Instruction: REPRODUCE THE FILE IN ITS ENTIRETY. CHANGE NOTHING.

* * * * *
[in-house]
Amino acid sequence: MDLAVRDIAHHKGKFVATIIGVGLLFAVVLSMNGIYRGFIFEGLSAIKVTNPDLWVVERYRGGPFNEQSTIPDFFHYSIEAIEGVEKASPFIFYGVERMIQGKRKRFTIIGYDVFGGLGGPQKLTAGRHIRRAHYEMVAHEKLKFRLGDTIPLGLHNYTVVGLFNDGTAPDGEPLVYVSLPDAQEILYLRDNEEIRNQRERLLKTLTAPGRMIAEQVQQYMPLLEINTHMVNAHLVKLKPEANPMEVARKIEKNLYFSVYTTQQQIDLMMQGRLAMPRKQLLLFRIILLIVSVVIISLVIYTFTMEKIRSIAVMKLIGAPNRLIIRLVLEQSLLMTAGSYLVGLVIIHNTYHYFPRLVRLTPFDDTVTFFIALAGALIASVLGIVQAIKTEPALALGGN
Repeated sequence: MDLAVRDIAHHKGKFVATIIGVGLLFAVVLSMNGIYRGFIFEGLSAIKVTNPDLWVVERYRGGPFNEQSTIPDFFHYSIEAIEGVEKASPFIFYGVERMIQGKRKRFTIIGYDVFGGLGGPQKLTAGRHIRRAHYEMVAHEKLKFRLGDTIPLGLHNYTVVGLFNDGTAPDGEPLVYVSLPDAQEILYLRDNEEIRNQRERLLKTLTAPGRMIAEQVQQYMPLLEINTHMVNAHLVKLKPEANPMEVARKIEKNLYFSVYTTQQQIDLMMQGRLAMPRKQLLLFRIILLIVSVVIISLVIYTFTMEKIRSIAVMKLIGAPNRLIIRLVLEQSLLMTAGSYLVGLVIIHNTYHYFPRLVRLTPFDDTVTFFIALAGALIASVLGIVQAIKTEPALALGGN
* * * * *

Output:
[in-house]
Amino acid sequence: MDLAVRDIAHHKGKFVATIIGVGLLFAVVLSMNGIYRGFIFEGLSAIKVTNPDLWVVERYRGGPFNEQSTIPDFFHYSIEAIEGVEKASPFIFYGVERMIQGKRKRFTIIGYDVFGGLGGPQKLTAGRHIRRAHYEMVAHEKLKFRLGDTIPLGLHNYTVVGLFNDGTAPDGEPLVYVSLPDAQEILYLRDNEEIRNQRERLLKTLTAPGRMIAEQVQQYMPLLEINTHMVNAHLVKLKPEANPMEVARKIEKNLYFSVYTTQQQIDLMMQGRLAMPRKQLLLFRIILLIVSVVIISLVIYTFTMEKIRSIAVMKLIGAPNRLIIRLVLEQSLLMTAGSYLVGLVIIHNTYHYFPRLVRLTPFDDTVTFFIALAGALIASVLGIVQAIKTEPALALGGN
Repeated sequence: MDLAVRDIAHHKGKFVATIIGVGLLFAVVLSMNGIYRGFIFEGLSAIKVTNPDLWVVERYRGGPFNEQSTIPDFFHYSIEAIEGVEKASPFIFYGVERMIQGKRKRFTIIGYDVFGGLGGPQKLTAGRHIRRAHYEMVAHEKLKFRLGDTIPLGLHNYTVVGLFNDGTAPDGEPLVYVSLPDAQEILYLRDNEEIRNQRERLLKTLTAPGRMIAEQVQQYMPLLEINTHMVNAHLVKLKPEANPMEVARKIEKNLYFSVYTTQQQIDLMMQGRLAMPRKQLLLFRIILLIVSVVIISLVIYTFTMEKIRSIAVMKLIGAPNRLIIRLVLEQSLLMTAGSYLVGLVIIHNTYHYFPRLVRLTPFDDTVTFFIALAGALIASVLGIVQAIKTEPALALGGN